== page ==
2. Precepts
                              1. Deontological, absolute laws that help us achieve perfection
                                1. I use the POWER anagram
                                  1. P - protect the innocent
                                    1. O - Ordered society
                                      1. W - Worship God
                                        1. E - Education
                                          1. R - Reproduction
                                            1. These are the primary precepts; they are descriptive precepts
                                              1. From these you can deduce more subjective secondary precepts; eg, to have an ordered society, have laws. To ensure reproduction, do not use contraception.
                                                1. These are subjective; that's why reason is so important
                                                  1. By using reason, we find the right action in every situation.
                                                    1. At times a good action may have a bed side-effect; this is called the Doctrine of Double Effect
                                                      1. The standard of morality is separate from God's will/command
                                                        1. So a non-believer can follow the theory
                                        2. For and against
                                          1. For
                                            1. Simple, reasonable, easy-to-apply rules
                                              1. Flexible; not entirely absolutist but avoids the dangerous over-tolerance of relativist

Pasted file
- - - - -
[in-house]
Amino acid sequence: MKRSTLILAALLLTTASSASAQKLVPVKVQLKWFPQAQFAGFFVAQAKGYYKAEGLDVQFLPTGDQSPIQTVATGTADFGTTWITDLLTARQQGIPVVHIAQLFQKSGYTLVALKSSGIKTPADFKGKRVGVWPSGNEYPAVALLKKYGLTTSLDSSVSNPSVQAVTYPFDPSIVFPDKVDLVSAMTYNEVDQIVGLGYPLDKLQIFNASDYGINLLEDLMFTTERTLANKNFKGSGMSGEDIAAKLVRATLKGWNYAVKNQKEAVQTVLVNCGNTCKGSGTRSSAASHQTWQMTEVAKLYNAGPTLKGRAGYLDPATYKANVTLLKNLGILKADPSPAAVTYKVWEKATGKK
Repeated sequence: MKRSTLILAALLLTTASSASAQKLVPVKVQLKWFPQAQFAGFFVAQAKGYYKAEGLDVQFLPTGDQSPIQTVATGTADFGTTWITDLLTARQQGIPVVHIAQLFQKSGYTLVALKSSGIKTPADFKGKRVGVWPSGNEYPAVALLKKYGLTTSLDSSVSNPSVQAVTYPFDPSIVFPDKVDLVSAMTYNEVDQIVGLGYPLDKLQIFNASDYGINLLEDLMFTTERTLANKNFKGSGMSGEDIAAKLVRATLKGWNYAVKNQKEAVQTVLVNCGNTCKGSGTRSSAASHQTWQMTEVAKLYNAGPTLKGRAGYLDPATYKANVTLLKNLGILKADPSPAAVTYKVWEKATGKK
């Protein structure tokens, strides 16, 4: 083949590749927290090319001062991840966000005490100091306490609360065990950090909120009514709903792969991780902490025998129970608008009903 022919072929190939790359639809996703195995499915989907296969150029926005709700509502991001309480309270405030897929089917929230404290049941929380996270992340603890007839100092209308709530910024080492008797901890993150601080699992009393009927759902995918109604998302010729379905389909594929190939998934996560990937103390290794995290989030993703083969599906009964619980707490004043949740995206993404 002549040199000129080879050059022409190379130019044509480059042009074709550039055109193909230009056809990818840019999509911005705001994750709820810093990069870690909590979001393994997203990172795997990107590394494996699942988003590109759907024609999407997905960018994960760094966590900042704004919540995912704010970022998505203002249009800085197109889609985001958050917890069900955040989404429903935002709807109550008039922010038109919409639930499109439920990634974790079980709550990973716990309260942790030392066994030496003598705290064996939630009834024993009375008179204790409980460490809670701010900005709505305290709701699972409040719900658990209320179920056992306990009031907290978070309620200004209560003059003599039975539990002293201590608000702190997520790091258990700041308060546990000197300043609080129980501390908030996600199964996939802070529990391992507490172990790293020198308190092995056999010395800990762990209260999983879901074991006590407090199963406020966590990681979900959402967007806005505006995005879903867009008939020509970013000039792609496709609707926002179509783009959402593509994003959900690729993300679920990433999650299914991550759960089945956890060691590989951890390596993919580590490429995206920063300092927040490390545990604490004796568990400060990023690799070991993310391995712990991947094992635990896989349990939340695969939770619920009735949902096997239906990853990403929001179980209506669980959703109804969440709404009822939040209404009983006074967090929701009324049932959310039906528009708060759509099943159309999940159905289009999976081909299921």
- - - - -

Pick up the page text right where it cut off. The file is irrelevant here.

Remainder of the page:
1. Focuses on human character
                                                  1. All the things we need for survival - food, friends, homes, etc, are morally good
                                                    1. You don't necessarily have to be Christian
                                                      1. Gives a reason to be moral
                                                        1. Gives a common morality
                                                        2. Against
                                                          1. Some precepts cause issues - reproduction especially (bans contraception, homosexuality, even monks and nuns
                                                            1. Clashes of precepts - eg, is a school or a hospital more important
                                                              1. That caring for others is a natural inclination doesn't mean we should follow it (Moore's is/ought gap)
                                                                1. Darwinism - laws of nature are impersonal
                                                                  1. Secondary precepts are subjective - choicemaker may be wrong